READ MORE: Eddie Redmayne Talks Backlash, Trans Representation and the Power of the Male Gaze in ‘The Danish Girl’
A successful director working predominantly in British
television, Tom Hooper was striving to build a reputation in film in early
2008. Sure, he’d helmed “Red Dust”
four years back. But despite starring Chiwetel Ejiofor and Hilary Swank, the
crime-drama drew little notice. Then, the English auteur came upon Lucinda
Coxon’s adapted screenplay of a historical novel that translated the true story
of trans woman Lili Elbe’s painful transition into a tender love story between
Elbe and her wife, painter Gerda Wegener. Enchanted, Hooper was eager to make
“The Danish Girl.” But funding for such a taboo topic was hard to
come by. After all, this was before the sea change of trans awareness that hit
in waves thanks to the advocacy and openness of celebrities like filmmaker Lana
Wachowski, actress Laverne Cox and athlete Caitlyn Jenner.
Hooper put “The Danish Girl” on the back burner,
and built his cachet with a pair of heralded biopics, “The Damned
United” and “The King’s Speech,” as well as the musical epic
“Les Miserables.” Seven Academy Awards and big box office numbers later,
he regrouped and set about finding the perfect pair of performers to bring this
incredible love story to life.
The casting of Swedish ingénue Alicia Vikander as Gerda was
met with resounding praise, as she had awed audiences with poignant turns in
“Anna Karenina” and “A Royal Affair.” But when “Les
Miz”s rising star Eddie Redmayne was announced as Lili Elbe, criticism
arose over a cisgender man playing a trans woman. The determined director stuck
by his actor, and dedicatedly created a drama that’s earned praise out of
Venice and the Toronto International Film Festival.
With “The Danish Girl” finally making its
theatrical debut, Hooper spoke with Indiewire over the phone about the film’s
long journey to the screen, its casting controversy, aims of advocacy, and how
the Male Gaze informed Lili’s story, Hooper’s shot choices, and Redmayne’s
What attracted you to
I just fell in love with this script. I think Lucinda Coxon
wrote possibly the best first draft I’ve
ever read. I read it in late 2008. It moved me to tears, and what really moved
me was the love story at the center of it. At its core, the film is a portrait
of a marriage going through a profound transformation. And it’s really an
exploration of unconditional love, because the couple love each other that way.
You feel that Gerda keeps loving Lili with such
force that it creates a space where this kind of change might be possible at a
time — in the ’20s — where it’s unprecedented, unthinkable, unthought of. So
that really moved me.
In some ways, it’s been a seven-year journey to kind of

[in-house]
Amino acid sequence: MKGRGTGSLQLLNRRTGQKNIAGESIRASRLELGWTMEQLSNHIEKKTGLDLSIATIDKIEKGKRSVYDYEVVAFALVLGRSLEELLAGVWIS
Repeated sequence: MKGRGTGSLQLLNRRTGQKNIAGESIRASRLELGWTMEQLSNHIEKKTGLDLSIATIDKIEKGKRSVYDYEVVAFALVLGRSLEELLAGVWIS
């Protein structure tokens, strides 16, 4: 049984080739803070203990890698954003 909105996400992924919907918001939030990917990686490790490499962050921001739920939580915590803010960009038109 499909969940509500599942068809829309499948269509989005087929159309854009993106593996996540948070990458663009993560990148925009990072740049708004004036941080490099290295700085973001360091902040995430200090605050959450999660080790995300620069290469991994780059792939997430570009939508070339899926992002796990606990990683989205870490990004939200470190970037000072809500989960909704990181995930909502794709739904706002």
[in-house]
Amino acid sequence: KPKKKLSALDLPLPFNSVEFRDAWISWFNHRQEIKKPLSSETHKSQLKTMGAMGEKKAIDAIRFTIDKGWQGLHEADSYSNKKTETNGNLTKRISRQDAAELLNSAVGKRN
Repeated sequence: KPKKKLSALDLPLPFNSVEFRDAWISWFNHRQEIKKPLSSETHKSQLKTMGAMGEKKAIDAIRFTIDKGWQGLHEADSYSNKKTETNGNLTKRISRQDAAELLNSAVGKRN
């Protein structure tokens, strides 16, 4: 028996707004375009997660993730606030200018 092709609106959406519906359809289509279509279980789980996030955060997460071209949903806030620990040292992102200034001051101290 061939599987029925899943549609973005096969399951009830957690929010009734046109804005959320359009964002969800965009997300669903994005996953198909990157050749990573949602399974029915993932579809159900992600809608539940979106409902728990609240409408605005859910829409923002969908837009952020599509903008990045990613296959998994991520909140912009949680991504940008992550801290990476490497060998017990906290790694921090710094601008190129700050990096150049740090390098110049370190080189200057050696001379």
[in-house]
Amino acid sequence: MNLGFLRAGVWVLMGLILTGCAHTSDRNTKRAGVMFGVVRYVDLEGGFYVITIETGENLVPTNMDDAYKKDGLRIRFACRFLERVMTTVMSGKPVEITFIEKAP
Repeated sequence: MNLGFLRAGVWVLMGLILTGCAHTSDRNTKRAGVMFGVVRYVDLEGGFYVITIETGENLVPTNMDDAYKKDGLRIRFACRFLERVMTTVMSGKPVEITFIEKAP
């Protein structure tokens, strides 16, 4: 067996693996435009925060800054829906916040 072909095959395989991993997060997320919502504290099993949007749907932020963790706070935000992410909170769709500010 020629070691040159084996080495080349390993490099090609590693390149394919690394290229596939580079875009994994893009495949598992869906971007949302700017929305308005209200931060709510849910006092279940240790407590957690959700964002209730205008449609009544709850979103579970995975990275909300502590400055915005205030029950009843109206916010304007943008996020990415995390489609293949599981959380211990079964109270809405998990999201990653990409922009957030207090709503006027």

honor that in the way I’m trying to make the film.
You mention you’ve
been working on this for seven years, what kind of research did you do in that
Well, Eddie and I did a lot of reaching out to the trans
community here in London and America. I had an incredibly inspiring couple of
hours with Lana Wachowski, thanks to Eddie Redmayne working with her on
“Jupiter Ascending.” Lana was really generous with her insight and
ideas and knew quite a bit about Lili Elbe and Gerda. And for example, she gave
us this great idea about using the Art Nouveau period as a backdrop to the
emergence of Lili. That this revolution in design where the masculine in design
was rejected, the straight line rejected in favor of a curve and the feminine
and this explosion of color. It’s almost
like the revolution of the visual arts in the twentieth century is this sort of
backdrop to the greater shifts in the culture that were happening. And she gave
great psychological insight.
April Ashley, who is a famous trans woman in London, she was
a really celebrated model in the ’60s, and she gave us insight into the kind of
older trans perspective. Through Lana we had a great reading list. The book “Conundrum” by Jan Morris
I found really inspiring. It’s a book about transition…it talks about the idea
of the yearning for greater unity even after
transitioning. She still thought there was an even greater kind of coming
together that she could aspire to. We had some great transgender advisers on
the set…who we could ask any questions that come up.
In the film, Einar and
Lili are discussed as if they are two distinct people. Is that something you
found to be a common element of transitioning?
No. It’s interesting, I found it to be an uncommon element in terms of the modern
language and the modern way of talking about it. But where it comes from is
Lili Elbe’s diary, which she left behind and became the basis of the memoir
“Man Into Woman.” And Eddie and I took a lot of advice and talked a
lot about if we would keep this. And
we felt that actually, in the 1920’s when there was no language to describe what
she was going through — you know the word transgender wasn’t in use — it was her
way of making sense of it, of explaining it to other people. That inside there
was this battle between her masculine
side and her feminine side. And so it was really in honor of the language that
the real person used that we kept that.
You’ve directed a
number of biopics, but how is this one different in that it bears the burden of
representation for a subject matter that — as you said — didn’t really even have
terminology in Lili’s lifetime?
In some ways it’s different because (“The Danish
Girl”) is based on a novel. The script is an adaptation of a
fictionalization of the story. David Ebershoff’s novel makes it very clear that
it’s highly fictionalized. Though interestingly, we…brought it back closer to
the real story. In the novel, Gerda
is called Greta and she’s actually Californian. And in the script she’s Danish
as in the real story. It’s a mixture of fiction and fact.
We commissioned some new research into Lili and Gerda, but
there was precious little available for us. It’s quite hard to find facts and
information on. What I felt was most important in the end was honoring her role
as transgender pioneer or a pioneer of the transgender movement, and
communicating her courage. I mean, this is a time before antibiotics, before
the invention of penicillin, when the risks of infection were high, and the
consequences fatal. The more I worked on the period’s setting, the more I